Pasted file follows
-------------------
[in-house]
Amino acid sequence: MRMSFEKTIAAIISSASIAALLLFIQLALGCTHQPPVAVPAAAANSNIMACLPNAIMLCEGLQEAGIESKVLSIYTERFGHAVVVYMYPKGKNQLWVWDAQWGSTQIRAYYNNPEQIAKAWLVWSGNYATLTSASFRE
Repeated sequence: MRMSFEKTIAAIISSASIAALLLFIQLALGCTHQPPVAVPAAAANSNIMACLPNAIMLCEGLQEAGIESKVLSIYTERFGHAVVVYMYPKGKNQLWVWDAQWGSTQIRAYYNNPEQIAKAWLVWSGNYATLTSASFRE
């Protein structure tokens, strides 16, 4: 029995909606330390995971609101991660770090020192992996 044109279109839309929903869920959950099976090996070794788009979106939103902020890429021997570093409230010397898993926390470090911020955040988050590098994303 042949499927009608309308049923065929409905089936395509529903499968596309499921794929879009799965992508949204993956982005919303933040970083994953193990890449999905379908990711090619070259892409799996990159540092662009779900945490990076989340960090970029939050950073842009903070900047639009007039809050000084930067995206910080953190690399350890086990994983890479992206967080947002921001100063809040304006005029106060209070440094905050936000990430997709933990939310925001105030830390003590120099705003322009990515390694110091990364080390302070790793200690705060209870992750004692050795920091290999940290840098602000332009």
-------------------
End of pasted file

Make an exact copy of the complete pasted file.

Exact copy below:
[in-house]
Amino acid sequence: MRMSFEKTIAAIISSASIAALLLFIQLALGCTHQPPVAVPAAAANSNIMACLPNAIMLCEGLQEAGIESKVLSIYTERFGHAVVVYMYPKGKNQLWVWDAQWGSTQIRAYYNNPEQIAKAWLVWSGNYATLTSASFRE
Repeated sequence: MRMSFEKTIAAIISSASIAALLLFIQLALGCTHQPPVAVPAAAANSNIMACLPNAIMLCEGLQEAGIESKVLSIYTERFGHAVVVYMYPKGKNQLWVWDAQWGSTQIRAYYNNPEQIAKAWLVWSGNYATLTSASFRE
């Protein structure tokens, strides 16, 4: 029995909606330390995971609101991660770090020192992996 044109279109839309929903869920959950099976090996070794788009979106939103902020890429021997570093409230010397898993926390470090911020955040988050590098994303 042949499927009608309308049923065929409905089936395509529903499968596309499921794929879009799965992508949204993956982005919303933040970083994953193990890449999905379908990711090619070259892409799996990159540092662009779900945490990076989340960090970029939050950073842009903070900047639009007039809050000084930067995206910080953190690399350890086990994983890479992206967080947002921001100063809040304006005029106060209070440094905050936000990430997709933990939310925001105030830390003590120099705003322009990515390694110091990364080390302070790793200690705060209870992750004692050795920091290999940290840098602000332009």